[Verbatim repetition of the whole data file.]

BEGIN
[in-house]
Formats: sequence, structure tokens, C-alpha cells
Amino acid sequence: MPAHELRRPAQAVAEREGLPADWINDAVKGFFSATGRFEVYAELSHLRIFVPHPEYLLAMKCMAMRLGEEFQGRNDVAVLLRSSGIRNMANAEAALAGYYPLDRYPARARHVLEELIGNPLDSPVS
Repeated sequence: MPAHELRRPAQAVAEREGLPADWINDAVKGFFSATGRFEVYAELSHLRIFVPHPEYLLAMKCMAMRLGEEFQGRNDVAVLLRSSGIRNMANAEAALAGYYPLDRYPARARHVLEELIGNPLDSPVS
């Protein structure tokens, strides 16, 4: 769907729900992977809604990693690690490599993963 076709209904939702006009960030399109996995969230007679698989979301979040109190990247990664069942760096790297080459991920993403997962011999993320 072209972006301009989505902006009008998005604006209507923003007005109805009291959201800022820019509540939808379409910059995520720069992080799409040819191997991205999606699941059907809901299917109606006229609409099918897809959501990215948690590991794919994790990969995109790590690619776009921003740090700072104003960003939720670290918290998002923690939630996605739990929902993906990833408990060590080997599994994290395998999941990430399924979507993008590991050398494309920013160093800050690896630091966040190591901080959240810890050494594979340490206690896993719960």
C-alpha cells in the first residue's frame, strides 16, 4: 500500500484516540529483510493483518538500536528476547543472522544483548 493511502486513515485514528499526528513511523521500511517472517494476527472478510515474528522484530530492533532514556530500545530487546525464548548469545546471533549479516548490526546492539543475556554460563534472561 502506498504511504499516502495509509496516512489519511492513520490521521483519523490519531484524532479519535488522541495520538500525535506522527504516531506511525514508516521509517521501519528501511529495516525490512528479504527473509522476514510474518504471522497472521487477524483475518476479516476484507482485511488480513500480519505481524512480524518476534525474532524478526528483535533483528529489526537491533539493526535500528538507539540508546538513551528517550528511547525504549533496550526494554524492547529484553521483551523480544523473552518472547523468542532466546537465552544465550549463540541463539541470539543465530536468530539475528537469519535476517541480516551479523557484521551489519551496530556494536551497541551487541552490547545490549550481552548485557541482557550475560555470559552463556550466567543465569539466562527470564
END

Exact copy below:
[in-house]
Formats: sequence, structure tokens, C-alpha cells
Amino acid sequence: MPAHELRRPAQAVAEREGLPADWINDAVKGFFSATGRFEVYAELSHLRIFVPHPEYLLAMKCMAMRLGEEFQGRNDVAVLLRSSGIRNMANAEAALAGYYPLDRYPARARHVLEELIGNPLDSPVS
Repeated sequence: MPAHELRRPAQAVAEREGLPADWINDAVKGFFSATGRFEVYAELSHLRIFVPHPEYLLAMKCMAMRLGEEFQGRNDVAVLLRSSGIRNMANAEAALAGYYPLDRYPARARHVLEELIGNPLDSPVS
């Protein structure tokens, strides 16, 4: 769907729900992977809604990693690690490599993963 076709209904939702006009960030399109996995969230007679698989979301979040109190990247990664069942760096790297080459991920993403997962011999993320 072209972006301009989505902006009008998005604006209507923003007005109805009291959201800022820019509540939808379409910059995520720069992080799409040819191997991205999606699941059907809901299917109606006229609409099918897809959501990215948690590991794919994790990969995109790590690619776009921003740090700072104003960003939720670290918290998002923690939630996605739990929902993906990833408990060590080997599994994290395998999941990430399924979507993008590991050398494309920013160093800050690896630091966040190591901080959240810890050494594979340490206690896993719960």
C-alpha cells in the first residue's frame, strides 16, 4: 500500500484516540529483510493483518538500536528476547543472522544483548 493511502486513515485514528499526528513511523521500511517472517494476527472478510515474528522484530530492533532514556530500545530487546525464548548469545546471533549479516548490526546492539543475556554460563534472561 502506498504511504499516502495509509496516512489519511492513520490521521483519523490519531484524532479519535488522541495520538500525535506522527504516531506511525514508516521509517521501519528501511529495516525490512528479504527473509522476514510474518504471522497472521487477524483475518476479516476484507482485511488480513500480519505481524512480524518476534525474532524478526528483535533483528529489526537491533539493526535500528538507539540508546538513551528517550528511547525504549533496550526494554524492547529484553521483551523480544523473552518472547523468542532466546537465552544465550549463540541463539541470539543465530536468530539475528537469519535476517541480516551479523557484521551489519551496530556494536551497541551487541552490547545490549550481552548485557541482557550475560555470559552463556550466567543465569539466562527470564